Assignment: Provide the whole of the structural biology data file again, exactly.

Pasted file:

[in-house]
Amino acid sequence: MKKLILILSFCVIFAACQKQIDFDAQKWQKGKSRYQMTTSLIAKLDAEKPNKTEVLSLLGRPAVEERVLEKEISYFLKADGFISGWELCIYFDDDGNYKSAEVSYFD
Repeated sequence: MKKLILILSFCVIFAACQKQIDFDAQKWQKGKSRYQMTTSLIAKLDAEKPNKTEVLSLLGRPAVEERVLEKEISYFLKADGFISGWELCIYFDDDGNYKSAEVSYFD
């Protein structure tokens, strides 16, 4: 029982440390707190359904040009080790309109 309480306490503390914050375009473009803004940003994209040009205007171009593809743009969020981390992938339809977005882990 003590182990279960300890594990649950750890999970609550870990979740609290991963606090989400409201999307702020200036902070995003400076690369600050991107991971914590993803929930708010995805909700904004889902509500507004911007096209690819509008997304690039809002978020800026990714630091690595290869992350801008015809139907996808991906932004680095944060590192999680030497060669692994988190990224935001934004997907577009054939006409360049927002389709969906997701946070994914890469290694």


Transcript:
[in-house]
Amino acid sequence: MKKLILILSFCVIFAACQKQIDFDAQKWQKGKSRYQMTTSLIAKLDAEKPNKTEVLSLLGRPAVEERVLEKEISYFLKADGFISGWELCIYFDDDGNYKSAEVSYFD
Repeated sequence: MKKLILILSFCVIFAACQKQIDFDAQKWQKGKSRYQMTTSLIAKLDAEKPNKTEVLSLLGRPAVEERVLEKEISYFLKADGFISGWELCIYFDDDGNYKSAEVSYFD
């Protein structure tokens, strides 16, 4: 029982440390707190359904040009080790309109 309480306490503390914050375009473009803004940003994209040009205007171009593809743009969020981390992938339809977005882990 003590182990279960300890594990649950750890999970609550870990979740609290991963606090989400409201999307702020200036902070995003400076690369600050991107991971914590993803929930708010995805909700904004889902509500507004911007096209690819509008997304690039809002978020800026990714630091690595290869992350801008015809139907996808991906932004680095944060590192999680030497060669692994988190990224935001934004997907577009054939006409360049927002389709969906997701946070994914890469290694």